This type of organisation downloads its systems from the internet, or has obtained them from a mate, changed a few names, and left them on the shelf. Any systems that do exist are unlikely to be implemented. A Gambler leader (true story) said to me, when I asked about his systems, “it’s all in my head, mate, I’ve been doing this for 25 years”.

The ‘Policeman’ Organisation



These organisations show a concerted effort to manage risk but the effort is directed in the wrong place. The organisation is acting like a speed trap; it expects everyone to comply forever because they have been fined once. This type of business has generally started compliance to the legislation, started a safety management plan, started people engagement and so on, but these initiatives are not working effectively or consistently yet.


Leaders in a Policeman Organisation take a strongly directive approach; often without providing coaching or guidance, and frequently applying penalties. These leaders are often called “old school” and may not have much knowledge or interest in their impact on the workforce. They may demand “respect” rather than earn it from their team members, although senior leaders will praise them for their productivity. Some “one-on-one” coaching from a peer is a good way to help this leader better manage their team.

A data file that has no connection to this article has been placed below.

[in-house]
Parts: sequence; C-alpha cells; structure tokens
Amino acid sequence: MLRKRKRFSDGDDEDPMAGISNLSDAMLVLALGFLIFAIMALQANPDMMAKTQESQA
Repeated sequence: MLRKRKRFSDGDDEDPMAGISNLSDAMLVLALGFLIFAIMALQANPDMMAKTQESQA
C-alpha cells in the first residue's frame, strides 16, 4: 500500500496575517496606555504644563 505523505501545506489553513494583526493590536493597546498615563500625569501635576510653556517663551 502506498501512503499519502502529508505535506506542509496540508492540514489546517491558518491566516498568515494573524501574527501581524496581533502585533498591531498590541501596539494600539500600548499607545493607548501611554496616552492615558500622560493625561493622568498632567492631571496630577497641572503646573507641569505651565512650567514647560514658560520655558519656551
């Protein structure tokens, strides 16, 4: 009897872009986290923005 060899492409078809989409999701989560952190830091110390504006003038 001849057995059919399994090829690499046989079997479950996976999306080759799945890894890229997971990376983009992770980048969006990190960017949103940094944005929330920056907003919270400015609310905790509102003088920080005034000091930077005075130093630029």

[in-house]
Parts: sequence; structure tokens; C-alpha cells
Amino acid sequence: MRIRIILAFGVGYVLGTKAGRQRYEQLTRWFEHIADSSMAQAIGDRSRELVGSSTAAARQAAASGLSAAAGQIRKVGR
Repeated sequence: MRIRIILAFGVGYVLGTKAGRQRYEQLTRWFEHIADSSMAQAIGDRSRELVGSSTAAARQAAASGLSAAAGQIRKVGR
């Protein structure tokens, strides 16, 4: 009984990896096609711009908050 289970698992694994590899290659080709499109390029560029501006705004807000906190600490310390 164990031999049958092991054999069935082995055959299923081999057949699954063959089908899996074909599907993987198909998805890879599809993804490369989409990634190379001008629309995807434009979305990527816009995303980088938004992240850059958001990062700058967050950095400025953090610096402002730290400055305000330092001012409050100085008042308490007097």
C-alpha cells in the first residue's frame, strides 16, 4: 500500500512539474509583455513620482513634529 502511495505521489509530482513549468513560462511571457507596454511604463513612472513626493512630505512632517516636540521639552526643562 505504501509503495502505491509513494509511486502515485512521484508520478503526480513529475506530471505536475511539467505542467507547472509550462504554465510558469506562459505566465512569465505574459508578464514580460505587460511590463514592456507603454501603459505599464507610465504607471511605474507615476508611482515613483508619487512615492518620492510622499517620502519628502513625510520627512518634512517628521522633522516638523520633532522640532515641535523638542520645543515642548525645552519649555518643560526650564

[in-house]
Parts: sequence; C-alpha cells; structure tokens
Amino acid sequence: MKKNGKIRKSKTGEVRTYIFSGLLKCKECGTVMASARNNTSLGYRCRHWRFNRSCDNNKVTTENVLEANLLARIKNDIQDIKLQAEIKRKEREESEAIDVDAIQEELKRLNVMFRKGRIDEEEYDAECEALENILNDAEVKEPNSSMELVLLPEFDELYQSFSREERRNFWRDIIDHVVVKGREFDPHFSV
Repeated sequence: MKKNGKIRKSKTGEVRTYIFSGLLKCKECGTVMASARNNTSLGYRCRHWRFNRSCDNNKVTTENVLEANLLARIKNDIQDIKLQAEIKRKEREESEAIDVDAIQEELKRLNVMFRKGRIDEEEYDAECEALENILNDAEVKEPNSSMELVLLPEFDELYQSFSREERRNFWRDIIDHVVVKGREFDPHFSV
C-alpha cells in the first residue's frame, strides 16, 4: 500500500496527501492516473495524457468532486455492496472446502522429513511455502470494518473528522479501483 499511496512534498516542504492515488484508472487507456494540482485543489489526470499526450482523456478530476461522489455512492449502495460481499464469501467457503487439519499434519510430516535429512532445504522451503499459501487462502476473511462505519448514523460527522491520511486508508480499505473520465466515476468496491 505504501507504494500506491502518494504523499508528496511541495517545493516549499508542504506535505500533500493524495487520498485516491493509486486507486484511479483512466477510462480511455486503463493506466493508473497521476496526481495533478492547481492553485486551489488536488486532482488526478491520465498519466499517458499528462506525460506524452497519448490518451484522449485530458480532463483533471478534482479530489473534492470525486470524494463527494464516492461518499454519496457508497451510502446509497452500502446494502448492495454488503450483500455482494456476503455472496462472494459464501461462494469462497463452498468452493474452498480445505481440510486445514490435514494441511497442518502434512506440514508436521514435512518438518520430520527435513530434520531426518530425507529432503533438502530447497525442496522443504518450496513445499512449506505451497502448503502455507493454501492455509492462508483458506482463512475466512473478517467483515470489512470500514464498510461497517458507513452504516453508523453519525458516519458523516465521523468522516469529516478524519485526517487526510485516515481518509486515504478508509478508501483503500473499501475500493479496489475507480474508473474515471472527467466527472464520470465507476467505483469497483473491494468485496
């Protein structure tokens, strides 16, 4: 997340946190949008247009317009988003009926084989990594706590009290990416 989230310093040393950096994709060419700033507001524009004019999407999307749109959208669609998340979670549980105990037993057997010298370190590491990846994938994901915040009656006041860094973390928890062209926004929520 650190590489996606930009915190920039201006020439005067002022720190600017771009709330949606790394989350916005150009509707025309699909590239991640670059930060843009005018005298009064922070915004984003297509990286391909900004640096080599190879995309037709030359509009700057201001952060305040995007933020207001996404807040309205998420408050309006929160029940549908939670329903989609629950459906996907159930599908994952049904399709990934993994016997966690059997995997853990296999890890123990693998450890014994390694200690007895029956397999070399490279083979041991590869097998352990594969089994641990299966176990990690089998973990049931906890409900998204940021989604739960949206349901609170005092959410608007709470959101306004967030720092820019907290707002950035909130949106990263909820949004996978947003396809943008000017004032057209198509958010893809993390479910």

Knowing the boss is a stickler for procedure and control may provide some team members with a feeling of security, while others may rebel against their prescriptive operational style. Employees often do their own thing and simply modify their behaviour when the boss is around. This leads to risk-taking, unwritten rules, and incidents.


There are probably lots of procedures which were written when things went wrong before. People are expected to comply with them all, possibly leading to a ‘tick and flick’ (i.e. waste of time) response from the workforce. Engaging the workforce to update and roll out new systems will help make a positive change.